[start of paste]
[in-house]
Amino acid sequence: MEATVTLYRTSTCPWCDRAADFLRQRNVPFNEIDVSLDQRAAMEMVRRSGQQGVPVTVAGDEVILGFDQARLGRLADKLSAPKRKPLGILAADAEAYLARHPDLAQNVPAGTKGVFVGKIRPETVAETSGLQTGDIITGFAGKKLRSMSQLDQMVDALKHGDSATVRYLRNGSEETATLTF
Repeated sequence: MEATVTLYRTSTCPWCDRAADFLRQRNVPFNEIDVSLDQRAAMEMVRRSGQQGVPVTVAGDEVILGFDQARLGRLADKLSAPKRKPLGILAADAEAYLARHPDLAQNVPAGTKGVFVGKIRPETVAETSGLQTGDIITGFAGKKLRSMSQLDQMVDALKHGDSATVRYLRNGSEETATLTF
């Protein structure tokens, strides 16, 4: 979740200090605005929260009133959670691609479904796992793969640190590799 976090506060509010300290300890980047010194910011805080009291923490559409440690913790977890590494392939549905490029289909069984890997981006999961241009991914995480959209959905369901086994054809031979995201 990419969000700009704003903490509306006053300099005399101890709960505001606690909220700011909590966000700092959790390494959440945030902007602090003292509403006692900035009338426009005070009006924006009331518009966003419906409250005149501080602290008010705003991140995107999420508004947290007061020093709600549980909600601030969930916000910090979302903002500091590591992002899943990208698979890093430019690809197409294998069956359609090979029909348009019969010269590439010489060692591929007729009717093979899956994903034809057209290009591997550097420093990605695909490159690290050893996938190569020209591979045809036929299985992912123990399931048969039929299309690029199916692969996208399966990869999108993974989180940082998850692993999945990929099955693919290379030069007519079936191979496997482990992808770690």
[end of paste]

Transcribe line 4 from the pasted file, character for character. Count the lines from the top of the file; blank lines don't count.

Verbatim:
């Protein structure tokens, strides 16, 4: 979740200090605005929260009133959670691609479904796992793969640190590799 976090506060509010300290300890980047010194910011805080009291923490559409440690913790977890590494392939549905490029289909069984890997981006999961241009991914995480959209959905369901086994054809031979995201 990419969000700009704003903490509306006053300099005399101890709960505001606690909220700011909590966000700092959790390494959440945030902007602090003292509403006692900035009338426009005070009006924006009331518009966003419906409250005149501080602290008010705003991140995107999420508004947290007061020093709600549980909600601030969930916000910090979302903002500091590591992002899943990208698979890093430019690809197409294998069956359609090979029909348009019969010269590439010489060692591929007729009717093979899956994903034809057209290009591997550097420093990605695909490159690290050893996938190569020209591979045809036929299985992912123990399931048969039929299309690029199916692969996208399966990869999108993974989180940082998850692993999945990929099955693919290379030069007519079936191979496997482990992808770690």